Africa’s oil producers will be looking up to Nigeria’s Minister of State for Petroleum Resources, Dr. Ibe Kachikwu, to help them attract as much as $1 billion they intend to invest in building energy infrastructure across the continent.
A statement from the Ministry of Petroleum Resources disclosed this.
Signed by the Deputy Director of press at the ministry, Olujimi Oyetomi, the statement noted that this was one of the reasons why the continent’s oil producers on the platform of the African Petroleum Producers’ Organisation (APPO), re-elected Kachikwu in Equatorial Guinea as its president until the end of 2019.
The re-election was the first any member country of APPO was allowed to provide its president for two consecutive years.
The statement noted that the decision of the organisation was to allow Kachikwu conclude the ongoing reforms and restructuring he initiated.
Nigeria has held the presidency of APPO for three years out of the four years of President Muhammadu Buhari’s administration, with the only gap being when Chad led the organisation in 2017.
Kachikwu’s reelection was done at the 36th ordinary session of the Council of Ministers of the APPO in Malabo, Equatorial Guinea. The session had in attendance APPO ministers from 13 member countries namely, Algeria, Angola, Benin, Cameroon, Congo, Chad, Côte d’Ivoire, Egypt, Equatorial Guinea, Gabon, Libya, Niger, and Nigeria.
The statement said between 2015 and 2016, when Kachikwu first led the organisation, APPO embarked on a major reform aimed at sharpening its focus; enhancing professionalism and strengthening the capacity of its secretariat to conduct studies that will enhance the productivity of the African oil and gas industry, especially investing in trans-national infrastructure like pipelines and refineries and the development of local content.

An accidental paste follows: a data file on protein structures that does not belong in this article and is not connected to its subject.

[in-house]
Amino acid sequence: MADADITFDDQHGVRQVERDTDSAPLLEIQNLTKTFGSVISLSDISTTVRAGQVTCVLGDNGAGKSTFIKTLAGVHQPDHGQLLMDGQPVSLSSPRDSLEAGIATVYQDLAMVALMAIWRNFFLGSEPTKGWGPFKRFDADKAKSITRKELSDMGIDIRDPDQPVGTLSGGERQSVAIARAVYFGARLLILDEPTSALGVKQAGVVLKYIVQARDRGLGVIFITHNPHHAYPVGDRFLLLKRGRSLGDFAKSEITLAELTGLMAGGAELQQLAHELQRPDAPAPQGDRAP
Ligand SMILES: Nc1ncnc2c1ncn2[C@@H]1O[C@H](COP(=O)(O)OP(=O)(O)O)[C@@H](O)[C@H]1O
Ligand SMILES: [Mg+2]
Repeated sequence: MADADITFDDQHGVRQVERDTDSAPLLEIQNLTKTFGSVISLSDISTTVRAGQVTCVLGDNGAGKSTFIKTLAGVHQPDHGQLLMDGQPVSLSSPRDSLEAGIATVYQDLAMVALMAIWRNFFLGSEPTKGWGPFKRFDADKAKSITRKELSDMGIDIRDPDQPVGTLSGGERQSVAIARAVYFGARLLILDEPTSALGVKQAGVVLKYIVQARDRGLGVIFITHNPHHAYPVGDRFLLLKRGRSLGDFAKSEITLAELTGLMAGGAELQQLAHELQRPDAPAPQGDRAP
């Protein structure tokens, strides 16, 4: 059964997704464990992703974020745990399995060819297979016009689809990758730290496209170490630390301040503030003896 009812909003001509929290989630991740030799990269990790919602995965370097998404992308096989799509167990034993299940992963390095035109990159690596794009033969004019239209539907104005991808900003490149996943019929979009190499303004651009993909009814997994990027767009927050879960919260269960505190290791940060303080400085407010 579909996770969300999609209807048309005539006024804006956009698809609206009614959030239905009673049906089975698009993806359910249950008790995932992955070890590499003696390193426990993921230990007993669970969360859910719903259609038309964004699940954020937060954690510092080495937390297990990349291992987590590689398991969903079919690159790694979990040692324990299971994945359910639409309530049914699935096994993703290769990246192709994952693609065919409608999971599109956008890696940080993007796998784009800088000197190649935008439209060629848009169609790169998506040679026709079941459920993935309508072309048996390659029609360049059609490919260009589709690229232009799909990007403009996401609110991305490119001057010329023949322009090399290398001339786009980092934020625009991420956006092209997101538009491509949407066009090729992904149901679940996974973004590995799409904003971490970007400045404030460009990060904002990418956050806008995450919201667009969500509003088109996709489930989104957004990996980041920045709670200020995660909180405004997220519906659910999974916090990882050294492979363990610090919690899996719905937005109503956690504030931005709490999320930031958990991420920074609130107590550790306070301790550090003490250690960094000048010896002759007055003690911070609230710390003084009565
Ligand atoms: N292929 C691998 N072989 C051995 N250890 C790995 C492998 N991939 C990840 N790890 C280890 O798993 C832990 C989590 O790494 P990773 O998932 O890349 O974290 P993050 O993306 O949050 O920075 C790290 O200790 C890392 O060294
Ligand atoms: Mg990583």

It explained that in addition to reforming APPO, Kachikwu was also mandated to reform and recapitalise the Cotonou-based APPO Fund for Technical Development, adding that he submitted far-reaching proposals to the ministerial council in this regards and it was approved for implementation.
According to the association, among the major changes approved by the ministerial council was a change in the name of APPO Fund to African Energy Investment Corporation (AEICORP), and that unlike the APPO Fund whose shareholders were limited to sovereign governments, AEICORP shall be open to sovereigns as well as institutional and private investors.
It indicated that AEICORP has targeted to raise $1 billion in investment capital to fund energy infrastructure on the African continent.
“This recent reelection will see Dr. Kachikwu complete the ongoing reforms that will emplace APPO towards leaving a lasting legacy that will ensure that Africans benefit from the continent’s hydrocarbon resources,” said the statement.
Kachikwu, it explained had in his acceptance remarks, said he was delighted with the support he got from members of the council, and affirmed his commitment to making deep and sustained reforms that will guide member countries to make the best returns in their energy businesses.
In another development in Baku, Republic of Azerbaijan, Ministers of the 24 countries that are signed to the Declaration of Cooperation (DoC) initiated by the Organisation of Petroleum Exporting Countries (OPEC) and non-OPEC members have appointed Nigeria into the Joint Technical Committee (JTC) and Joint Ministerial Monitoring Committee (JMMC) of the DoC.
The JMMC now comprises two non-OPEC countries, namely The Russian Federation and Kazakhstan and six OPEC countries, namely Algeria, Iraq, Kuwait, Nigeria, Saudi Arabia, UAE, and Venezuela.